International events are all the rage again. It seems that, if you want to attract savvy visitors, just being “national” won’t cut it. No matter how niche your event and how backwater your venue, if you slap “international” in the name, you will get immediate kudos and an uptick in visitors.

 

But what actually is an international event?

 

At its most basic, we could argue that as soon as someone from another country attends your event, it has instantly become international. But that is obviously silly. With air travel still relatively cheap and most European borders still open, having an “international guest” could simply mean that Joe Bloggs popped over on the ferry from Calais to come to your show because he had nothing better to do. Hardly something worth boasting about.

 

Well, maybe international means that a company or organisation from another country has come to visit. That’s better but still misses the point.

 

Having a sponsor from Belgium or a group coming from Japan isn’t really the same as the event itself being international. If your content, presentation and décor looks exactly like it did in the days when you were the “West Kilbride Fair for [whatever]” then the presence of a handful of international guests hasn’t really made a difference. In fact, they are pretty likely to go home wishing they never bought their air tickets in the first place!

 

What makes international events distinctive?

 

A truly international event is distinctive not so much in terms of the presence of some people from outside your country but in terms of the outlook of the event itself. It’s one thing to manage to persuade ten people from Spain to pop across for two days; it’s quite another to have a show that has a lasting impact on your visitors, no matter where they came from.

 

To do that takes much more than hanging the odd welcome sign in a different language or giving a passing acknowledgement that someone came to your event from outside the M25. International events that really work do two things right.

 

International Events Celebrate Cultural Diversity

 

Why does the Frankfurt Book Fair draw crowds year after year? Why do small, targeted European association events often produce better results than hulking faceless shows?

 

In both cases, cultural diversity is not just acknowledged; it is celebrated.  In our data-rich societies, answers to information questions are always at our fingertips. The strength of in-person events is in experience, not just information! And for people from a variety of cultures to have a great experiences, their unique contribution must be honoured and celebrated.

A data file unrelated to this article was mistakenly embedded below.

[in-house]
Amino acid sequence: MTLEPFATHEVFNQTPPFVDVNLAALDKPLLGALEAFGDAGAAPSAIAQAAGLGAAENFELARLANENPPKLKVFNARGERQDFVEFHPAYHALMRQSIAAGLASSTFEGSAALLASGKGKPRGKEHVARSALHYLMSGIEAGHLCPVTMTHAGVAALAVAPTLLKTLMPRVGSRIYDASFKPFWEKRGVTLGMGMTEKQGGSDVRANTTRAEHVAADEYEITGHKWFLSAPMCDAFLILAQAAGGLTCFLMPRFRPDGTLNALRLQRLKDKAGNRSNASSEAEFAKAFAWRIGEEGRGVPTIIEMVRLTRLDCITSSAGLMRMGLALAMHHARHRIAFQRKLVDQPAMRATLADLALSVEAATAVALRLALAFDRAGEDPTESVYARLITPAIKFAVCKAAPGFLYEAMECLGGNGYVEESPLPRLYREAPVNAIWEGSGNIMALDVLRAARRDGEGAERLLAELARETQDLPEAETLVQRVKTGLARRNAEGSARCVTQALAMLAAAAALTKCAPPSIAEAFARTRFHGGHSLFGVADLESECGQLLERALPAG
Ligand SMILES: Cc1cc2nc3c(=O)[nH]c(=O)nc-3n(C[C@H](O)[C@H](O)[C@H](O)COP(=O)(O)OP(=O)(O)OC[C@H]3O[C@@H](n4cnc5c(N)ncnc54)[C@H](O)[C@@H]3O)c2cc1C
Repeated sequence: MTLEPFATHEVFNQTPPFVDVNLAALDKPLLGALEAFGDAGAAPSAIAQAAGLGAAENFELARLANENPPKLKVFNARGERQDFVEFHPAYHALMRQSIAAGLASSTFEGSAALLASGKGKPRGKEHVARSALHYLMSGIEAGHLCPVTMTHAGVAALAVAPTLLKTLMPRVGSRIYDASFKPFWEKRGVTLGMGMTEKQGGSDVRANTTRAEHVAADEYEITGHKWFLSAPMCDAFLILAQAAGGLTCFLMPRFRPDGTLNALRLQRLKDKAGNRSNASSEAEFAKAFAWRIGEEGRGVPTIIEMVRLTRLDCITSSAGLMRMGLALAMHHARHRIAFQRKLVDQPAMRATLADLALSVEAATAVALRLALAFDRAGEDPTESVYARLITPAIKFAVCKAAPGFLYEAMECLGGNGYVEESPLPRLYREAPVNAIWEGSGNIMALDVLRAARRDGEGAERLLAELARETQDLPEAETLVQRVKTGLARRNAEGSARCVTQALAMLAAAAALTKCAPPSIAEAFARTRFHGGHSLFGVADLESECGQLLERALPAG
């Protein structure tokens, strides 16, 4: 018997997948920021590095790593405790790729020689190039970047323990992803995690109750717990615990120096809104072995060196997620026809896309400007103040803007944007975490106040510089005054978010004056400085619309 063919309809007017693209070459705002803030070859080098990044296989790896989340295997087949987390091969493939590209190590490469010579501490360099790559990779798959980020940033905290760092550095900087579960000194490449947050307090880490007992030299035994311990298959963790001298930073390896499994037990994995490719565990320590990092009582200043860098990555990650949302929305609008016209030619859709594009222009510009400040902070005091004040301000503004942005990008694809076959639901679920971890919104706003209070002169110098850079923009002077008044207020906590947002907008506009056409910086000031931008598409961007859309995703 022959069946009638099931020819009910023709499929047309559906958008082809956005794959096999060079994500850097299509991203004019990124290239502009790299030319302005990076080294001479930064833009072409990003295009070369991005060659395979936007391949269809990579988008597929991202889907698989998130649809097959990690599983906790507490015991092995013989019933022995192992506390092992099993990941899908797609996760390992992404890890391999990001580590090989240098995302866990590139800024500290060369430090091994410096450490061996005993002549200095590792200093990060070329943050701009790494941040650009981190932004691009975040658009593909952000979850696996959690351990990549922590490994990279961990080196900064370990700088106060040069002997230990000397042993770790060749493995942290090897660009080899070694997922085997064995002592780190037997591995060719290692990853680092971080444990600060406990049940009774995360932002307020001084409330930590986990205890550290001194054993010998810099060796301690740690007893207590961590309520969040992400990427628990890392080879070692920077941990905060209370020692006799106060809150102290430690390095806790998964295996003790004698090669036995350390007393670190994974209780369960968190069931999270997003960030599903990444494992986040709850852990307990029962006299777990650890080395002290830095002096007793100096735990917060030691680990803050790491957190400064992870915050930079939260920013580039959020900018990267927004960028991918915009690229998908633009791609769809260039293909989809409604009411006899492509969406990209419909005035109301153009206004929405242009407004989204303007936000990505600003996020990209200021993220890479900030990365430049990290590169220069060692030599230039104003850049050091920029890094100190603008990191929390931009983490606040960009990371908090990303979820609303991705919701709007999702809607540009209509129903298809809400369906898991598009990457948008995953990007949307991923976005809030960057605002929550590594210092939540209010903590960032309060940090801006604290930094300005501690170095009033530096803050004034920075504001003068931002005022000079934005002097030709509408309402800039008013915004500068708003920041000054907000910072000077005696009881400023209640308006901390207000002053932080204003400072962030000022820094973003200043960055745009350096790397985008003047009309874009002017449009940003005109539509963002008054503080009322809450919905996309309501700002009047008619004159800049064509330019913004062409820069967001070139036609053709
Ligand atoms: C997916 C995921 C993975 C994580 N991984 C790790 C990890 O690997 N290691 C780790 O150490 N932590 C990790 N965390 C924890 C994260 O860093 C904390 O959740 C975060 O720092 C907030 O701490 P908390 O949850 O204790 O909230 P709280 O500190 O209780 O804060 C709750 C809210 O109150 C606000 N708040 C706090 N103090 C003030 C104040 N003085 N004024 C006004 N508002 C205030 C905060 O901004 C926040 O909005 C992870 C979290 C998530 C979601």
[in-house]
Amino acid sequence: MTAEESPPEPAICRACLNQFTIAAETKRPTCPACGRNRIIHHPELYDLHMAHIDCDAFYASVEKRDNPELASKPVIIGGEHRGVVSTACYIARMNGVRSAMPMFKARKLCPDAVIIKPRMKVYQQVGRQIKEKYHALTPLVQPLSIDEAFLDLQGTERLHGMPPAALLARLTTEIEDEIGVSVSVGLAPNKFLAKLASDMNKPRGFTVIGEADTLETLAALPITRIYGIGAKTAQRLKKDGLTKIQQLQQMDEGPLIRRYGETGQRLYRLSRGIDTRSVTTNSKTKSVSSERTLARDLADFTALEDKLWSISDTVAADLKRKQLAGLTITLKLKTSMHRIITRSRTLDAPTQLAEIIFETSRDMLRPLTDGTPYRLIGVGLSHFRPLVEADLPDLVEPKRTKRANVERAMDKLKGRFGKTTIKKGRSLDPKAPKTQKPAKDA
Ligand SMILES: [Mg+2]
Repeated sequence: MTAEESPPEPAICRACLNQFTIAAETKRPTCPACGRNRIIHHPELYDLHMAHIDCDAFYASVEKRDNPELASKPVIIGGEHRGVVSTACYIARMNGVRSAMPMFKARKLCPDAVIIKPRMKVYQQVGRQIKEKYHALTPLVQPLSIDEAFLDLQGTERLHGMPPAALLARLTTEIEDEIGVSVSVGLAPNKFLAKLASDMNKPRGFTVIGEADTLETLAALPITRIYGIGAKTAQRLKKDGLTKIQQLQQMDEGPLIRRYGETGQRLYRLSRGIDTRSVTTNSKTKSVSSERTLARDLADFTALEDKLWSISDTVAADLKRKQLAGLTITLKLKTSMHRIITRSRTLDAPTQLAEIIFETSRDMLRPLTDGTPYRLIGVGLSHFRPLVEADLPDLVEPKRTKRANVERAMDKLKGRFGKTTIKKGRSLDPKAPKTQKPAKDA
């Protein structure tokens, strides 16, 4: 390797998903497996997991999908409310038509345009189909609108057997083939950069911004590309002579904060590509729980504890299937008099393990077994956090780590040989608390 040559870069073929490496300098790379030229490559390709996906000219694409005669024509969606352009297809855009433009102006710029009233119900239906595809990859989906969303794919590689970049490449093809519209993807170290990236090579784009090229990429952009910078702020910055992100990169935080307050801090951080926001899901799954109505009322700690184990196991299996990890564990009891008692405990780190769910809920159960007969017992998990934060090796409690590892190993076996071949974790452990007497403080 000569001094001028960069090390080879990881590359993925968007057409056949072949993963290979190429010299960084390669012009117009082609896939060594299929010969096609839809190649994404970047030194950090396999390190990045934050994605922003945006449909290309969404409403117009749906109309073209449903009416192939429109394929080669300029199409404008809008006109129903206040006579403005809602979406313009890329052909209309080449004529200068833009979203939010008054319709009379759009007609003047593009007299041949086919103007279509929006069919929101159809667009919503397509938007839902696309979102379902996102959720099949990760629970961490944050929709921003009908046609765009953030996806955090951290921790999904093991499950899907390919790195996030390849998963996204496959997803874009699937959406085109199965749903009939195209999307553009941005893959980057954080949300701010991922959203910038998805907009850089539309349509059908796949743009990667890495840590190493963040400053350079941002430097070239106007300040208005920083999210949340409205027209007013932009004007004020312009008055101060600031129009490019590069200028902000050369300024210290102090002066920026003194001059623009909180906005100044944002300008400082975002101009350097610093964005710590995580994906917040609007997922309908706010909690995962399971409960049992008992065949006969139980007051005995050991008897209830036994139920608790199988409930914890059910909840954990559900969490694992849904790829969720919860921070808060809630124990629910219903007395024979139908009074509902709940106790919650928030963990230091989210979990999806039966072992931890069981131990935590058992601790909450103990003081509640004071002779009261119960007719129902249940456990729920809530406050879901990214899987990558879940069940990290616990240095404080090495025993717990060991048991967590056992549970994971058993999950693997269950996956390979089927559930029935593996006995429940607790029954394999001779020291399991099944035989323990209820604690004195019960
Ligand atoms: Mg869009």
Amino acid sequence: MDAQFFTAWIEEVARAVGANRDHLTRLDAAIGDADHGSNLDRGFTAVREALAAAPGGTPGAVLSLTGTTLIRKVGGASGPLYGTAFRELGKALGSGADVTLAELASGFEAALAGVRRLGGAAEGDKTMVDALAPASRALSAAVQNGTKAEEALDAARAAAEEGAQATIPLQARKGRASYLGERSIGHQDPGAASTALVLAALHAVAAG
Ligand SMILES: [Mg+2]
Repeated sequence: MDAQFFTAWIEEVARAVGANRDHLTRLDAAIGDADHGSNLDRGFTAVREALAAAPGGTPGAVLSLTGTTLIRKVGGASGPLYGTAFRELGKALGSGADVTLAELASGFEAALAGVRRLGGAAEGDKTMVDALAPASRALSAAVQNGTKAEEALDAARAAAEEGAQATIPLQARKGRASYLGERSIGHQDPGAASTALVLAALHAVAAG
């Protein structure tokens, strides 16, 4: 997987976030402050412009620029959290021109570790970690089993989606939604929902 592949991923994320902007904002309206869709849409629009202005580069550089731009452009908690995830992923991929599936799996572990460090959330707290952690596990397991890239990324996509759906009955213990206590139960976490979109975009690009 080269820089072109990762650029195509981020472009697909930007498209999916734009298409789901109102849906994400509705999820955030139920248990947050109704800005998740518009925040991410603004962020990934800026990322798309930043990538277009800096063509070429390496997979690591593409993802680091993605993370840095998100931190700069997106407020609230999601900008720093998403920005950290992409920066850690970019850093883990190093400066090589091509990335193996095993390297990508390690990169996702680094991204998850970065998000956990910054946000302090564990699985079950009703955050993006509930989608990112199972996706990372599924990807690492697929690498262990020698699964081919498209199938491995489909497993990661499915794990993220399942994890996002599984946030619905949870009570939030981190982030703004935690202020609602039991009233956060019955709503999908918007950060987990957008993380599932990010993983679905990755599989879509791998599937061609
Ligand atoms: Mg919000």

The very best international events encourage speakers and delegates to express their own cultural perspective and engage with those of others. Rather than slamming down a requirement to dress the same, speak English and sound like you just popped over on the tube, international events that make a difference create a space for people to experience different cultures and learn from them, which leads to the next key.

 

International Events Promote Linguistic Diversity

 

Don’t tell me you didn’t see this coming. Yes, it is pretty obvious. There really is no point in claiming the title of an “international event” if the only language you want to see or hear is English. In doing that, you hand over the privilege, power and control to native English-speakers and those who can pass for them.

 

Yes, English is an international language but even the most skilled second-language English-speaker will express themselves best in their native language. And, since we now know that nearly 60% of them will rarely or never buy in anything but their native language (source: Common Sense Advisory), making content and talks available in several languages will create a sales and results boost too.

 

If you are still wondering whether it is really worth the effort to promote linguistic diversity at your next event, just ask yourself which is experience would be better for you: being at an event where everything is happening in a language you learned in High School or being at the same event but hearing and seeing your language there.

 

It’s obvious isn’t it.

 

The Takeaway

 

The point of all this is simple. Yes, “international events” are in vogue but getting them right takes more than the name itself. A great international event that has an impact needs the services of translators and conference interpreters. If you would like to know how to put together the right package for your next truly international event, drop me an email.